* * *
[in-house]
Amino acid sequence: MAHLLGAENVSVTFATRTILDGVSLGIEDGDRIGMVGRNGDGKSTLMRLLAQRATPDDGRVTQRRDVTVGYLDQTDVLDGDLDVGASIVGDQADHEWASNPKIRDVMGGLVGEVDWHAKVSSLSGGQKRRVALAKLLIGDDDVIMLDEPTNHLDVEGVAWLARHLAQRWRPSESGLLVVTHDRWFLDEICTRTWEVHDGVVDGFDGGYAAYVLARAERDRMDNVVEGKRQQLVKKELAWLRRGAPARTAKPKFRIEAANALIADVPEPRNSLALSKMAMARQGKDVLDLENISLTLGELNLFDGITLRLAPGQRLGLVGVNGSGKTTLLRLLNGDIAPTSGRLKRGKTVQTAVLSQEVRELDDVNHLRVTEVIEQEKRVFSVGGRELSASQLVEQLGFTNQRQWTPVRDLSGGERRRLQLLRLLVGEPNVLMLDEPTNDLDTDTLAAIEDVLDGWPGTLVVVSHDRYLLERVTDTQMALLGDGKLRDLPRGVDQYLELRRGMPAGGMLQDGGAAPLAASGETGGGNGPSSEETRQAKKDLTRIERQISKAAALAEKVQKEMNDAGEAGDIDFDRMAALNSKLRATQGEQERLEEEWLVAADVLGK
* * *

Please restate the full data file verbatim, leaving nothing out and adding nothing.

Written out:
[in-house]
Amino acid sequence: MAHLLGAENVSVTFATRTILDGVSLGIEDGDRIGMVGRNGDGKSTLMRLLAQRATPDDGRVTQRRDVTVGYLDQTDVLDGDLDVGASIVGDQADHEWASNPKIRDVMGGLVGEVDWHAKVSSLSGGQKRRVALAKLLIGDDDVIMLDEPTNHLDVEGVAWLARHLAQRWRPSESGLLVVTHDRWFLDEICTRTWEVHDGVVDGFDGGYAAYVLARAERDRMDNVVEGKRQQLVKKELAWLRRGAPARTAKPKFRIEAANALIADVPEPRNSLALSKMAMARQGKDVLDLENISLTLGELNLFDGITLRLAPGQRLGLVGVNGSGKTTLLRLLNGDIAPTSGRLKRGKTVQTAVLSQEVRELDDVNHLRVTEVIEQEKRVFSVGGRELSASQLVEQLGFTNQRQWTPVRDLSGGERRRLQLLRLLVGEPNVLMLDEPTNDLDTDTLAAIEDVLDGWPGTLVVVSHDRYLLERVTDTQMALLGDGKLRDLPRGVDQYLELRRGMPAGGMLQDGGAAPLAASGETGGGNGPSSEETRQAKKDLTRIERQISKAAALAEKVQKEMNDAGEAGDIDFDRMAALNSKLRATQGEQERLEEEWLVAADVLGK